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Quantity of antimicrobials sold or distributed for use in food animals is increasing in the US

Quantity of antimicrobials sold or distributed for use in food animals is increasing in the US

The high consumption of medically important antibiotics by food animals in the US has been identified as a cause for rising bacterial resistance to antimicrobials. The use of antibiotics for growth promotion in the US became widespread in the 1950s, after it was discovered that adding antibiotics to animal feed accelerated animal growth and cost less than conventional feed supplements. With industrial methods of production becoming more prominent, sub-therapeutic doses of antibiotics also helped to prevent the development and spread of disease among livestock. Compared to the European Union, where the use of antibiotics for growth promotion has been banned since 2006 and individual countries such as Denmark and Sweden enacted policies to prevent the use of antibiotics for growth promotion as early as the 1980s, the US has lagged in addressing the problem.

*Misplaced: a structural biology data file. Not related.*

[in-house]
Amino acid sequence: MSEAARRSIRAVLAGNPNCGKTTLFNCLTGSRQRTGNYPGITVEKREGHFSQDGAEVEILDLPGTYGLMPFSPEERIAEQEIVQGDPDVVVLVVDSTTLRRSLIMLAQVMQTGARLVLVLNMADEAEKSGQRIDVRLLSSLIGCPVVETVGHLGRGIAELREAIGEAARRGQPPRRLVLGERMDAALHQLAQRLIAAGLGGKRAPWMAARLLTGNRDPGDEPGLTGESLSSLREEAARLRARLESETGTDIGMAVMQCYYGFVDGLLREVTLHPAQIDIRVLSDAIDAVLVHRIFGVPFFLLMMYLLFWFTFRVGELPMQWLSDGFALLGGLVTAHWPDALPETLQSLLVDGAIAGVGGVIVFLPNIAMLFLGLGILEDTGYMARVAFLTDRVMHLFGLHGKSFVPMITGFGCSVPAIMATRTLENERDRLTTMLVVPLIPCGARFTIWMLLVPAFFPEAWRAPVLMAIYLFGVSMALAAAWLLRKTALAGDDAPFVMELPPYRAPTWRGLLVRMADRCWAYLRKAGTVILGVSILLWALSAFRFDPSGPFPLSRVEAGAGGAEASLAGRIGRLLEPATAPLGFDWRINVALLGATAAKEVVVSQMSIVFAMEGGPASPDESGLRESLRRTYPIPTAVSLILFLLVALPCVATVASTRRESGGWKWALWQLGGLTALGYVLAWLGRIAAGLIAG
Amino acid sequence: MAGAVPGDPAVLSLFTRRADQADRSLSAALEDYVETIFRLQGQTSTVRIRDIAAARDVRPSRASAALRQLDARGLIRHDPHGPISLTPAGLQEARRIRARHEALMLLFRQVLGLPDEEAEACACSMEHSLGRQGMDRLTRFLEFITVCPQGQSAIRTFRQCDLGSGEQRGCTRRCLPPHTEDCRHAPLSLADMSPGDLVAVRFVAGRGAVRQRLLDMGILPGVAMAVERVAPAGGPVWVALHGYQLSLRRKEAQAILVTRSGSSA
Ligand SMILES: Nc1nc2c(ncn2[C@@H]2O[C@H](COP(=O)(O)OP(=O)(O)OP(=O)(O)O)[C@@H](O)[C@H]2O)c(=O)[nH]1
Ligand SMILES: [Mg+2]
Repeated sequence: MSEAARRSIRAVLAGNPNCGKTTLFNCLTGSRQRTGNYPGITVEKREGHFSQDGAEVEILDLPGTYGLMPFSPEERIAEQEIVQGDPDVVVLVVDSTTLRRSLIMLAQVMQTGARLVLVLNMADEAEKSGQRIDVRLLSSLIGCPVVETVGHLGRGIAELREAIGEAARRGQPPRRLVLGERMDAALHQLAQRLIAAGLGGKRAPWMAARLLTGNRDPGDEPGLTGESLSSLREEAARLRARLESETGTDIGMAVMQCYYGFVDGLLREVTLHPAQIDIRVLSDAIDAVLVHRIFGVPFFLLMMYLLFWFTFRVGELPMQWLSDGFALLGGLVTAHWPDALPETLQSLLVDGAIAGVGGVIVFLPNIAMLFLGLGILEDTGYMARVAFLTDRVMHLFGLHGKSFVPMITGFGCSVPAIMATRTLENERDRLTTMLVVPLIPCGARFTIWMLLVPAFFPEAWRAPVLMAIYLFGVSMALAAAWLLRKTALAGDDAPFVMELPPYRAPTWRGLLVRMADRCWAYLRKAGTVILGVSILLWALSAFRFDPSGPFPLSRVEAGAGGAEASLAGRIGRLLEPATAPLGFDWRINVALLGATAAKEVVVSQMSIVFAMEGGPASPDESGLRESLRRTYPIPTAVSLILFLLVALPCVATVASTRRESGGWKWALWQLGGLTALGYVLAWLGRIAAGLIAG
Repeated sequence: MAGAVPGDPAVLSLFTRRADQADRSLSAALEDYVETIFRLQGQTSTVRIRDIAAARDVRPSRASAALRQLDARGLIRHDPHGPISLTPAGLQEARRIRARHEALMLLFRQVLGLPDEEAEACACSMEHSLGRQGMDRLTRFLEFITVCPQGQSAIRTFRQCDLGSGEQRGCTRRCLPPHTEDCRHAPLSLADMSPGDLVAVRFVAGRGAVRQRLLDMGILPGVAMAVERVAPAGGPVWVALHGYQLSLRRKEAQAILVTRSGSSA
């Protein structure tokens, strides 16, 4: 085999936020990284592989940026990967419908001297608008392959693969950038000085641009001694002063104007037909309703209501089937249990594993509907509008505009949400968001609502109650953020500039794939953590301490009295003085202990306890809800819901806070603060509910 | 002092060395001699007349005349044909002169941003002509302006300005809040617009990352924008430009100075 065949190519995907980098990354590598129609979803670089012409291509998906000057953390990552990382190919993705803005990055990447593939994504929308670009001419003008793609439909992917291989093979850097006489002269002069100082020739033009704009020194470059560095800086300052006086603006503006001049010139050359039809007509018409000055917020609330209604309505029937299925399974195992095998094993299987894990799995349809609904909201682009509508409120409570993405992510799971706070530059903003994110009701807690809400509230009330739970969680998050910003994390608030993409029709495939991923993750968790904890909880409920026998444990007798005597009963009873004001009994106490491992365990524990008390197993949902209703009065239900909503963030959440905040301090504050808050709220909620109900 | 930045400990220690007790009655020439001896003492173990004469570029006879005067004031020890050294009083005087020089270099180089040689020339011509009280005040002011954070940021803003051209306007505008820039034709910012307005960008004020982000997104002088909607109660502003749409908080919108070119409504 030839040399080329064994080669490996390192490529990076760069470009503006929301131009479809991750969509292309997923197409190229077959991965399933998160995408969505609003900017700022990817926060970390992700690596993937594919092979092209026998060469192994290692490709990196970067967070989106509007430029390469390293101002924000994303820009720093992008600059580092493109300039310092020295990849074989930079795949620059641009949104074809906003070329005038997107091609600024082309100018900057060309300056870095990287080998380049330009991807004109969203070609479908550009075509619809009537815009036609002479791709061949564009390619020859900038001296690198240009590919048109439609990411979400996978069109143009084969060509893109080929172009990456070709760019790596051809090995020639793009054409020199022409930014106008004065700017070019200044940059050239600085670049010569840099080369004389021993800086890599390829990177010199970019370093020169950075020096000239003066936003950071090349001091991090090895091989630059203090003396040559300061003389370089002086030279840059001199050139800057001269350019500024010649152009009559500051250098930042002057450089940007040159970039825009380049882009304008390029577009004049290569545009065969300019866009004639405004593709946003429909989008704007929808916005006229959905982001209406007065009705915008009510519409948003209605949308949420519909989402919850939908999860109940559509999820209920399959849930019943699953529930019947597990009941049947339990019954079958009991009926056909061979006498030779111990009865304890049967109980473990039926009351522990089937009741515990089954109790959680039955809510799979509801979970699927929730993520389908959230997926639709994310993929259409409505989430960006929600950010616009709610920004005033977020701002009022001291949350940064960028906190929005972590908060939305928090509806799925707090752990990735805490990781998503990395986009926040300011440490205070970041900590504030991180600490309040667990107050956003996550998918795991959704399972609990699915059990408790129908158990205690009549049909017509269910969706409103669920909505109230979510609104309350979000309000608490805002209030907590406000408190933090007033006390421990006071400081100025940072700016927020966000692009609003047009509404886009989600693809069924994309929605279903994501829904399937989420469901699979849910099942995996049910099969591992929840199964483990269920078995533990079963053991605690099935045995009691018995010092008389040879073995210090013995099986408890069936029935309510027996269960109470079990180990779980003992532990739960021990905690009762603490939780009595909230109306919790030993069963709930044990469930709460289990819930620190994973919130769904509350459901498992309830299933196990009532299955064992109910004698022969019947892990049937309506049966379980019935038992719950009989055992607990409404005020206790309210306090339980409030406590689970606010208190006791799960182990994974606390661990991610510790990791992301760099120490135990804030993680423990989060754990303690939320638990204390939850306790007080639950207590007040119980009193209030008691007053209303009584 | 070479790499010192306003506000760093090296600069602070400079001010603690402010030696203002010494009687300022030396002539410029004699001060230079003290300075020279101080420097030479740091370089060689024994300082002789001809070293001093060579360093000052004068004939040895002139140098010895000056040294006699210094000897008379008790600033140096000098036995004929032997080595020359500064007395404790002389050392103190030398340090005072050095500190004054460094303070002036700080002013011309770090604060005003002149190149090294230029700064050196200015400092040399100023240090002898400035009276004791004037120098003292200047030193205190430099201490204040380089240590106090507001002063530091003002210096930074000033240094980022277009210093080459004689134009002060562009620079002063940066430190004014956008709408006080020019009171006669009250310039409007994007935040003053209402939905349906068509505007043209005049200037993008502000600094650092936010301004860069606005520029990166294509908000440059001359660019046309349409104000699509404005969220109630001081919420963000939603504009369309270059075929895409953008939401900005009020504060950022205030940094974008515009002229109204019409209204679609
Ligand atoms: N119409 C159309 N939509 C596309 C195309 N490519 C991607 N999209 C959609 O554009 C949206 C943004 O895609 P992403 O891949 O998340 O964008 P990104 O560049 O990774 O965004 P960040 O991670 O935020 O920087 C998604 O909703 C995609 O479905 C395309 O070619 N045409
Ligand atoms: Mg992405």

The effects can be seen in this graphic, which shows the trends in the quantity of antimicrobial classes sold or distributed in the 2009-11 period. The same data also reveals that the total amount of antimicrobials used in food animals in the US increased 1.3% from 2009 to 2010 and 2.3% from 2010 to 2011.